release date: 6.11.2020 via NOT TWO records
“Over the decades, Japanese pianist Satoko Fujii has demonstrated uncanny power and musicality as a considerable force in the avant-garde end of the jazz spectrum.”— Josef Woodard, DownBeat
“Lopez does a fine job of fusing genres and styles while dispelling those old rumors that drums are not musical instruments.” — Glenn Astarita, All About Jazz
“…Tamura’s trumpet is lyrically beautiful and commanding.” ― Andy Hamilton, Wire
On their debut release, Mantle , pianist Satoko Fujii, trumpeter Natsuki Tamura, and drummer Ramon Lopez challenged themselves. Working together for the first time as a trio, they not only developed themselves into a working ensemble, but they wrote music that explored the potential of the group, each piece pushing and inspiring them in a different way. The result is an album of unfailing surprise and invention played by a group that listens closely and responds to one another on a deep intuitive level.
The trio recorded at the end of a 9-concert tour of Japan in September 2019. “It was an incredible tour,” Fujii says. “We agreed at the beginning to each write one new composition a day for the group as we toured. So there were three new pieces at each concert and we developed a unique repertoire specifically for the trio. We were busy traveling, performing concerts, and composing on the road. All our compositions drew inspiration from the music we played in concert, from each other’s compositions, and the cities where we played. I didn’t even believe it was possible. But we pushed ourselves and had so much fun making the band sound grow. In the end we had 27 compositions (3 x 9 concerts)!”
The band sound was really a work in progress—they had never worked together as a trio before the tour. Long-time collaborators, Fujii and Tamura have no less than 7 duet albums to their credit. Critic Troy Collins in Cadence says, “Fujii and Tamura’s sublime interaction and loquacious dialogue embodies near telepathic perfection.” Their most recent duet CD, Pentas (NotTwo Records) is out on November 6 alongside Mantle. Fujii and Lopez released the critically acclaimed duet CD, Confluence (Libra), in 2018. In a review of the album in ArtsFuse, writer Michael Ullman said, “Fujii and Lopez are clear-eyed adventurers; this is free jazz that shimmers with inquisitive transparency.” The extra effort they put into the tour paid off by turning them into a boldly experimental, cohesive unit.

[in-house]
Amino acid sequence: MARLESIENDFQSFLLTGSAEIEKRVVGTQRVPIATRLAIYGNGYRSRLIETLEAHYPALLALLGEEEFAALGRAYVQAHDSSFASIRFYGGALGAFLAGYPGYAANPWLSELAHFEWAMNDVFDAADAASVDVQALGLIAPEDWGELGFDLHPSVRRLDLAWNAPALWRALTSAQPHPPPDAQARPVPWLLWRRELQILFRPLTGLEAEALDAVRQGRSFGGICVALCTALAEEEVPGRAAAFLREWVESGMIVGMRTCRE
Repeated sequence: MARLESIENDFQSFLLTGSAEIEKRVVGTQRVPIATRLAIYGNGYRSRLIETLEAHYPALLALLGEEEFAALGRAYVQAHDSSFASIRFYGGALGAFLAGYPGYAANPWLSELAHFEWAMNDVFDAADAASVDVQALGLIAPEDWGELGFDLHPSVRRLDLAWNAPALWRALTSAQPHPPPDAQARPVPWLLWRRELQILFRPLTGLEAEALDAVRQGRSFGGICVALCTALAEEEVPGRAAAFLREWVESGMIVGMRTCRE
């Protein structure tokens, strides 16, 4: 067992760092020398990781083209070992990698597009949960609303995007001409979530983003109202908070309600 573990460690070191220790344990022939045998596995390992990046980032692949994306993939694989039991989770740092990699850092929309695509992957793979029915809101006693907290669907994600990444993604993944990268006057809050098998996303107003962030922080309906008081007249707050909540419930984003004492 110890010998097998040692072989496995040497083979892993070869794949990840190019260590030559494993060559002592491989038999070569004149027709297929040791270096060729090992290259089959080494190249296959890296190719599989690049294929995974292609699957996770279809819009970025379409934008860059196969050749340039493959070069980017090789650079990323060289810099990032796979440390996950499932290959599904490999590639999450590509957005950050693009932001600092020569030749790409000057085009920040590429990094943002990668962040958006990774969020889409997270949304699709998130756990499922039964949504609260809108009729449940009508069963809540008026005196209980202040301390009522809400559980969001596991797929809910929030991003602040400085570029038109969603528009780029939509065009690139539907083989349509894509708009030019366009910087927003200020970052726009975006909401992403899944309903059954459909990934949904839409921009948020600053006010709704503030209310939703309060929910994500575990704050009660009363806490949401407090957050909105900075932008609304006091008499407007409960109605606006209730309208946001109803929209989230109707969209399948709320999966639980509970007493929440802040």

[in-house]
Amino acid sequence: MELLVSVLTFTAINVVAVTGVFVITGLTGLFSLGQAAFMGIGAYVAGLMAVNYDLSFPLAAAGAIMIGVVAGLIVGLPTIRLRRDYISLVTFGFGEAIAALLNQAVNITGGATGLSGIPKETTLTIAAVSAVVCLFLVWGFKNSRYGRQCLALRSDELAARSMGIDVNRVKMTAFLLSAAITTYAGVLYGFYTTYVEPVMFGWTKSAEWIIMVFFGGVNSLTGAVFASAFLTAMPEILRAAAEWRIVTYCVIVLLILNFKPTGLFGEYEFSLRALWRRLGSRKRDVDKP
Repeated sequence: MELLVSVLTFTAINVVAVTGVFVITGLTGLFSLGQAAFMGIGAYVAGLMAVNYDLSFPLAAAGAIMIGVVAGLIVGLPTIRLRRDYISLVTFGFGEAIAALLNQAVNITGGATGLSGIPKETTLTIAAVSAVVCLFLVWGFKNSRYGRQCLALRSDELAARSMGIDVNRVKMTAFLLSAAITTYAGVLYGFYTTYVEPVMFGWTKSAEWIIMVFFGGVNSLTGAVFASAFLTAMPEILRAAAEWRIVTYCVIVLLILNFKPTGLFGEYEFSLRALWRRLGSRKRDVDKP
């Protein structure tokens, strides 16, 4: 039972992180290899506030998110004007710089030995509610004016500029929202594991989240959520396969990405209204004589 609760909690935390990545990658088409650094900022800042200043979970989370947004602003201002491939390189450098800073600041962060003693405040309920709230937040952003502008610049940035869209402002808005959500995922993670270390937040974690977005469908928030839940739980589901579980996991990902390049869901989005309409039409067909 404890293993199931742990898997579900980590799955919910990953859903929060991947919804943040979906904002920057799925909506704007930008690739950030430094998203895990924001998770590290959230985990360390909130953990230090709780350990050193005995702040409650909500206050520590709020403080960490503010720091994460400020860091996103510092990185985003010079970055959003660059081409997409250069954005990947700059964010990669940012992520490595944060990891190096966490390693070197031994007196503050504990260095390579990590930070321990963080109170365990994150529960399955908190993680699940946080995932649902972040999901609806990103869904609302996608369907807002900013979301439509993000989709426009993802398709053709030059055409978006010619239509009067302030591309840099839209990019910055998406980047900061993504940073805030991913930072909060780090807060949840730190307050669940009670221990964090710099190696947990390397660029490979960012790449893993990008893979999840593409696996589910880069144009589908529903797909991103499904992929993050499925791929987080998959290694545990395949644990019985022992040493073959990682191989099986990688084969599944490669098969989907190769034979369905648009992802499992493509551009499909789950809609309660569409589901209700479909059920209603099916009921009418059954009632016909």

For the album, they picked their favorite nine pieces from compositions written while on tour—three by each bandmember. Perhaps that’s why the writing plays so well to the trio’s strengths, showcasing not only their individual voices but also their collective identity as a band. For instance, Tamura’s “Encounter” opens with a Lopez drum solo that displays his mastery of texture, phrasing, development, and dynamics. As each bandmate enters they add a layer to the music until a driving, soaring collective climax is reached. As the music rises and falls, they repeat the order of musicians joining in, but take the music to a new place each time. Fujii’s “Nine Steps to the Ground” likewise shows off different aspects of each player while building a tight group sound through an easy conversational give and take and an unforced flow of ideas. Lopez’s “Straw Coat” highlights the lyrical side of the group, with piano-drums duets interspersed between beautifully attuned full trio improvisations. Each composition provides a new insight into the trio and takes them on a different sonic journey of discovery.
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Ramon, Satoko & Natsuki photo by Mitsura Itani